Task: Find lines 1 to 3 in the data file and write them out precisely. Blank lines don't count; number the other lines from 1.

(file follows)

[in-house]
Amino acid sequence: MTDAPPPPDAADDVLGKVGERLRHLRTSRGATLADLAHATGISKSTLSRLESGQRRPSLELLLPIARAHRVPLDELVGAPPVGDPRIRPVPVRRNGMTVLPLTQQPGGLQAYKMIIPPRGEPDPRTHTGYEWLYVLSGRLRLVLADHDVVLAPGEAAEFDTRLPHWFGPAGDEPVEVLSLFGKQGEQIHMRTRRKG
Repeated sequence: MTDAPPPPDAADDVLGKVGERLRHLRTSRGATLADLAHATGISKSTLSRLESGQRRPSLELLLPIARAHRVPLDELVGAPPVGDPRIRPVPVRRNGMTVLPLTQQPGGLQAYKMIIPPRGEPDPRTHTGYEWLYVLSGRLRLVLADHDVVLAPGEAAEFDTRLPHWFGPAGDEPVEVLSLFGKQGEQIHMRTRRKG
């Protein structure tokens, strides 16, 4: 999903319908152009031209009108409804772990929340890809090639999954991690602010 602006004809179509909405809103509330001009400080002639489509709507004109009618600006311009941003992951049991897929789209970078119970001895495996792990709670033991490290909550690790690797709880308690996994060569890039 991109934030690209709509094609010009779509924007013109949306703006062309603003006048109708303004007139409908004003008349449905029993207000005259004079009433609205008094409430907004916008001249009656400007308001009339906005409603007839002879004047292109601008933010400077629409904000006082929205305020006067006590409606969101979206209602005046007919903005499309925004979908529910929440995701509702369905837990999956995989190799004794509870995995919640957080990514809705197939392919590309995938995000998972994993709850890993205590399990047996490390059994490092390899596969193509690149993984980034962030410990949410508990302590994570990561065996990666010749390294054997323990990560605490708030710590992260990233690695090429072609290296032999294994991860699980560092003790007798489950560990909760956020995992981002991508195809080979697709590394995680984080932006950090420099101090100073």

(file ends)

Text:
[in-house]
Amino acid sequence: MTDAPPPPDAADDVLGKVGERLRHLRTSRGATLADLAHATGISKSTLSRLESGQRRPSLELLLPIARAHRVPLDELVGAPPVGDPRIRPVPVRRNGMTVLPLTQQPGGLQAYKMIIPPRGEPDPRTHTGYEWLYVLSGRLRLVLADHDVVLAPGEAAEFDTRLPHWFGPAGDEPVEVLSLFGKQGEQIHMRTRRKG
Repeated sequence: MTDAPPPPDAADDVLGKVGERLRHLRTSRGATLADLAHATGISKSTLSRLESGQRRPSLELLLPIARAHRVPLDELVGAPPVGDPRIRPVPVRRNGMTVLPLTQQPGGLQAYKMIIPPRGEPDPRTHTGYEWLYVLSGRLRLVLADHDVVLAPGEAAEFDTRLPHWFGPAGDEPVEVLSLFGKQGEQIHMRTRRKG